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The Economic Lot Size Model

An Old Theory Still Has Value 


In A Nutshell

Summary of the Economic Lot Size Model

Economic Lot Size (ELS) was first developed about 1913. It balances the costs of inventory against the costs of setup over a range of batch quantities. In this model, the Economic Lot Size (ELS) is where Total Cost is minimum.

Economic Lot Size (ELS) is dead according to some advocates of Lean Manufacturing and Theory of Constraints. They contend that every operation should manufacture what the downstream customer needs immediately in "batches" of one unit. (One Piece Flow)

small batch production

This may be correct in an ideal world. Most factories are less than ideal. Where significant setup costs exist, batch quantity is still an issue and Economic Lot Size provides important insights for rational decisions.

The figure depicts a typical ELS model. This model calculates the total production cost per unit over a range of batches. The batch quantity having the lowest unit cost is the ideal or Economic Lot Size. This Total Cost typically forms a "U" as shown in the figure.

The model classifies total cost into three components: Setup Cost, Direct Cost and Carrying Cost (Storage Cost). This facilitates calculation and aids understanding.

Direct Cost

Direct costs are directly proportional to the amount produced. Materials and direct labor are the most common. Accounting systems usually capture these costs accurately and make them readily available. In the figure, direct cost per piece is a horizontal line for all batch quantities.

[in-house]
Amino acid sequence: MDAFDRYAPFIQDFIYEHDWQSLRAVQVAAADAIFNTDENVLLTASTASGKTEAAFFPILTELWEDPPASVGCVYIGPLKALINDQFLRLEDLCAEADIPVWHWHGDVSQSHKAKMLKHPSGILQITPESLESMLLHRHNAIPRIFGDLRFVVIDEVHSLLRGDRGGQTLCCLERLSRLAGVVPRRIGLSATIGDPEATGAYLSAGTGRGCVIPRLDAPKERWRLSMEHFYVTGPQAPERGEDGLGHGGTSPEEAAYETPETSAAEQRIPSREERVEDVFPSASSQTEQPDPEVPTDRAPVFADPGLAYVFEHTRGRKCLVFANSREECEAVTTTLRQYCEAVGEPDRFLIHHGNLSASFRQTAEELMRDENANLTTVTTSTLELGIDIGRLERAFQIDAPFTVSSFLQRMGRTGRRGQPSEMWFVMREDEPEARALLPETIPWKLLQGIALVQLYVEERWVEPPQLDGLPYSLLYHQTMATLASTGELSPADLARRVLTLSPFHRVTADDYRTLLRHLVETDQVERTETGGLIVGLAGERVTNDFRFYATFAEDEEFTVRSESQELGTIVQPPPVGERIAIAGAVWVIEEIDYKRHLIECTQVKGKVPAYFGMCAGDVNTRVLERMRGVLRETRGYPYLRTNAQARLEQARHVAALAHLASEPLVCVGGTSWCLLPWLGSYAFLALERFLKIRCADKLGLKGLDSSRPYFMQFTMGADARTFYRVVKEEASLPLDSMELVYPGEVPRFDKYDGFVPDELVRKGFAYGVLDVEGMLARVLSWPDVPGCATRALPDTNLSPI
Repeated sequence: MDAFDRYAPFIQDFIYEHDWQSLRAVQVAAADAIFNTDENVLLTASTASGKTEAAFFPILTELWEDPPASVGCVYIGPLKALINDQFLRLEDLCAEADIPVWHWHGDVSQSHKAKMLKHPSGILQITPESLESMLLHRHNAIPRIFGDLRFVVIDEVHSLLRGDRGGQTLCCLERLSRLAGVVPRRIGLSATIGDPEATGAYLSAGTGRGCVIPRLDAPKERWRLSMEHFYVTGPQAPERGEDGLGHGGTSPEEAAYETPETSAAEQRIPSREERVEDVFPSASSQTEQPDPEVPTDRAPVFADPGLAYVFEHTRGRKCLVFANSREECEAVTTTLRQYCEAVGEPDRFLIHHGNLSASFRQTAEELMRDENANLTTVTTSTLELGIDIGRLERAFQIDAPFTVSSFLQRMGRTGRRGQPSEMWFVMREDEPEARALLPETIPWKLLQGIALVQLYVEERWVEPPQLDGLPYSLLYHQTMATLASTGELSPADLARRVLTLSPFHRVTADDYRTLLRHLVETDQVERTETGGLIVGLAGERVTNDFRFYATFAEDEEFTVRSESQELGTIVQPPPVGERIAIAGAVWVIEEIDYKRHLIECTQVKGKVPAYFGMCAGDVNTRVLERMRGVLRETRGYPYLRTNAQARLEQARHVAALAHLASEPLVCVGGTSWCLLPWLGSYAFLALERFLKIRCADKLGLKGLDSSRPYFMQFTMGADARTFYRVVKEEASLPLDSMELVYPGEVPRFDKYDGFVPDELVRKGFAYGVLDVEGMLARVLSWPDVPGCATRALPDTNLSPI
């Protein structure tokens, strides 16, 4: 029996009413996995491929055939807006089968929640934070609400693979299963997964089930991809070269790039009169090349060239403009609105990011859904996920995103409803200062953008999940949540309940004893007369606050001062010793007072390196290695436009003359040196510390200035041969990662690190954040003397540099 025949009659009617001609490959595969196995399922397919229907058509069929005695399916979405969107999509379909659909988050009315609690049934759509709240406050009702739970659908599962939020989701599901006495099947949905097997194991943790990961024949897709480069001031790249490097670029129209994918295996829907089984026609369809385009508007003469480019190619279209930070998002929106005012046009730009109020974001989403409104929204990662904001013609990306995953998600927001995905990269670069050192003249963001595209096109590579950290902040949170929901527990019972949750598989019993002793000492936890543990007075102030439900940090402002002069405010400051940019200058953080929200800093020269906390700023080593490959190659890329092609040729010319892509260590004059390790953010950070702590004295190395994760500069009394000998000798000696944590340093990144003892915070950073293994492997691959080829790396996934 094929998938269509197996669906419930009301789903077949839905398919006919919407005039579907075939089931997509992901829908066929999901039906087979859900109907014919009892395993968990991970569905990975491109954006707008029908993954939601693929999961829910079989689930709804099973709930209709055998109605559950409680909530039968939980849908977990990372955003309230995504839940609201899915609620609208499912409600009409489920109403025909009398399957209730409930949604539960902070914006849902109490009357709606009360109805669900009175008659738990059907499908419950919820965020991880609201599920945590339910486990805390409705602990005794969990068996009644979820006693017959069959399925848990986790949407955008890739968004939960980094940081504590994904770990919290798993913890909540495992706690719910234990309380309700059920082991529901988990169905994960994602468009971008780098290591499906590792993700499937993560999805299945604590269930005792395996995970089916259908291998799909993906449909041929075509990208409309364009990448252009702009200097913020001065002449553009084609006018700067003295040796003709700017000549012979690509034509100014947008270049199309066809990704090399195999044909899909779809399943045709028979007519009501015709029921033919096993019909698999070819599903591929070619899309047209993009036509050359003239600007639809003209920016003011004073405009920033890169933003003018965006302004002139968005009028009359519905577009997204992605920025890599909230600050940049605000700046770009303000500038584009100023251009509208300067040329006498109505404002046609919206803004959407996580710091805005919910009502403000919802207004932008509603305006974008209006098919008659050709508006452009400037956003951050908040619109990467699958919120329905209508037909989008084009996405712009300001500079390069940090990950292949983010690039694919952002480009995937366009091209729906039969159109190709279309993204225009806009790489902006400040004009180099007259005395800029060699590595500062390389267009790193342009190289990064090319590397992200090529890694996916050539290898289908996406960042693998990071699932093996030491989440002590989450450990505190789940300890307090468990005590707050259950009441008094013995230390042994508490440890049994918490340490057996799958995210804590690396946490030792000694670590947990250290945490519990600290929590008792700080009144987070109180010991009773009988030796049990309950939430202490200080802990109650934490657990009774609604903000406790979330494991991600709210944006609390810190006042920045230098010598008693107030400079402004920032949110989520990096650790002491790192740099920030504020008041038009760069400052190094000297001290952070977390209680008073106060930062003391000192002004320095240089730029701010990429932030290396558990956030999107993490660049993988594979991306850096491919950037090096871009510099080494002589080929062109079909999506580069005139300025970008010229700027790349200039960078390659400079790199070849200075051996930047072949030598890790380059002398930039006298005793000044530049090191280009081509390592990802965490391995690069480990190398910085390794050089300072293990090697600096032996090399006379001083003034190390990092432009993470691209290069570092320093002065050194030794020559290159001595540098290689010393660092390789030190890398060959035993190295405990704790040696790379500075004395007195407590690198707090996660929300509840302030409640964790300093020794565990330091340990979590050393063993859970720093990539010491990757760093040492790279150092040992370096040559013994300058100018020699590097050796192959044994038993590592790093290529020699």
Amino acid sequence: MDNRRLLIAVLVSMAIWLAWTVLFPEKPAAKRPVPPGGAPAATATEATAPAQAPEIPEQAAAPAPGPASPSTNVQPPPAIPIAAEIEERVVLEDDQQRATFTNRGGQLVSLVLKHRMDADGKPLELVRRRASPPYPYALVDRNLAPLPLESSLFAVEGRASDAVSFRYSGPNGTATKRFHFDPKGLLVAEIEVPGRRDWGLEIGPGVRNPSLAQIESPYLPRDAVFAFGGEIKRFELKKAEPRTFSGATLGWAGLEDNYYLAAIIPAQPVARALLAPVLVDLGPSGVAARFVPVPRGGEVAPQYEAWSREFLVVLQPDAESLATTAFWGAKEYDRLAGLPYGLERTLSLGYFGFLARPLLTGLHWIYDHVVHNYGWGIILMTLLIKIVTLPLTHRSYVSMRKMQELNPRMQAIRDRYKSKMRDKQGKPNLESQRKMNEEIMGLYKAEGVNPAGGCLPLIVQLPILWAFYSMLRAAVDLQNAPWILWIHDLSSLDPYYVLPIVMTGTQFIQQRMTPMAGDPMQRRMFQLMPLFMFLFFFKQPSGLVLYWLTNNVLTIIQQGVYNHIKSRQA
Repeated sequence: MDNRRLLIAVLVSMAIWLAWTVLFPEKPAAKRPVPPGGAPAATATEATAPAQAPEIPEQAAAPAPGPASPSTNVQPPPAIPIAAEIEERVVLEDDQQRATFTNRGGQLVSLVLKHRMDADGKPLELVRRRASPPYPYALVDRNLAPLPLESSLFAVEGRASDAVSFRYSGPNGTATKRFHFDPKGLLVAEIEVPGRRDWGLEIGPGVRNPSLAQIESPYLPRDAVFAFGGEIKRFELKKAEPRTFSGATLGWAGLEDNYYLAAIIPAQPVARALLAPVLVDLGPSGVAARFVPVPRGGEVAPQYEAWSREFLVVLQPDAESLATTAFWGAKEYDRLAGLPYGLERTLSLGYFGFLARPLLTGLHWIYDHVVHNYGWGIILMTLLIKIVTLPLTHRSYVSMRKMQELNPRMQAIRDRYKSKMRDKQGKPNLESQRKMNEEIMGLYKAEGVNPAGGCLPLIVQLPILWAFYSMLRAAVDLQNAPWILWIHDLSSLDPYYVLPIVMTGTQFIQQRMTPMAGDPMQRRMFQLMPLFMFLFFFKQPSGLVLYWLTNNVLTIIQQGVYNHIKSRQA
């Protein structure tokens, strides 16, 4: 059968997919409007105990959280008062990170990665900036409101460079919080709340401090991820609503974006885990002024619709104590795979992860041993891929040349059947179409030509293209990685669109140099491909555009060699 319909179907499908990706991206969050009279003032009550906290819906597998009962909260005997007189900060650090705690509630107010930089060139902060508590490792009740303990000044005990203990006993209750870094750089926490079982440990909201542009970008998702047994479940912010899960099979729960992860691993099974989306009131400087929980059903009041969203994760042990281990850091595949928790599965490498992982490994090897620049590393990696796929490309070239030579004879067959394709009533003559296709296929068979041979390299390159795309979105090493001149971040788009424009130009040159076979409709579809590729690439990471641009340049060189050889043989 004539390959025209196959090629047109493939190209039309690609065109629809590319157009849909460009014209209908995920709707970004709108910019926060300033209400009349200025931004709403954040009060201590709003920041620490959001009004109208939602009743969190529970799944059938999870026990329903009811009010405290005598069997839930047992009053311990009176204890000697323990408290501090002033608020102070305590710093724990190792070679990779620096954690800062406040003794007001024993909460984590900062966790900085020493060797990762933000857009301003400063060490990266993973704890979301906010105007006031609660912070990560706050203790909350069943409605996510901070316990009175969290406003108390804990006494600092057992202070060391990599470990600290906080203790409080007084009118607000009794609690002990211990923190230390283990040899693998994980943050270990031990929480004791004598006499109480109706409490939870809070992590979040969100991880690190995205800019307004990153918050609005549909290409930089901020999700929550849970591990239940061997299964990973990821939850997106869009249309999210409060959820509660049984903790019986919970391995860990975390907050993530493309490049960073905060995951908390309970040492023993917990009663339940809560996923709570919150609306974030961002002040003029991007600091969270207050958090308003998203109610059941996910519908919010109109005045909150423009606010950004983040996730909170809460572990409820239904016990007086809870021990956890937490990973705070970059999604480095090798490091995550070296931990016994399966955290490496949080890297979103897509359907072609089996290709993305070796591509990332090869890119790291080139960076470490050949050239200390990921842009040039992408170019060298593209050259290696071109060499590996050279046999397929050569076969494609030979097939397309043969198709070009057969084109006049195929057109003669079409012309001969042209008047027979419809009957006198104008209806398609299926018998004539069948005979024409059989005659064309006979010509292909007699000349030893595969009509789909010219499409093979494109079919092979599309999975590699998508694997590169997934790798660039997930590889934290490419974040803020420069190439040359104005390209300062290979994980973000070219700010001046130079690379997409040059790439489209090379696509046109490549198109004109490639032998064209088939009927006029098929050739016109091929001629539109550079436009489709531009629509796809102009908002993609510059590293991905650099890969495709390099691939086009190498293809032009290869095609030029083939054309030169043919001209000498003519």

economic lot size

Printing Press Setup

Setup (or make-ready) is critical in the printing industry.

Setup Cost 

Setup costs include the labor and material to ready a machine for production. They may include the processing of work orders or a first-article inspection. We amortize these costs over the entire batch to derive the Setup Cost per piece. This cost is high when batches are small and rapidly decreases with increasing batch quantity.

Carrying Cost

Carrying or Storage cost is the average cost associated with storing an average production unit for the average time it will be in inventory. These costs are more difficult to calculate and we will not take up that procedure here. Storage costs are significant and often represent 20%-60% of inventory value on an annual basis.

Carrying Cost per piece (in the simplest case) varies directly with batch quantity. The larger the batch, the more units will be in inventory, on average.

There are problems with using ELS as the only determinate. The next page explains how to make rational batching decisions using ELS as one of several considerations.

Next Page

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Value Stream & Process Mapping

The Strategos Guide To Value Stream and Process Mapping goes  beyond symbols and arrows. In over 163 pages it tells the reader how to do it and what to do with it.

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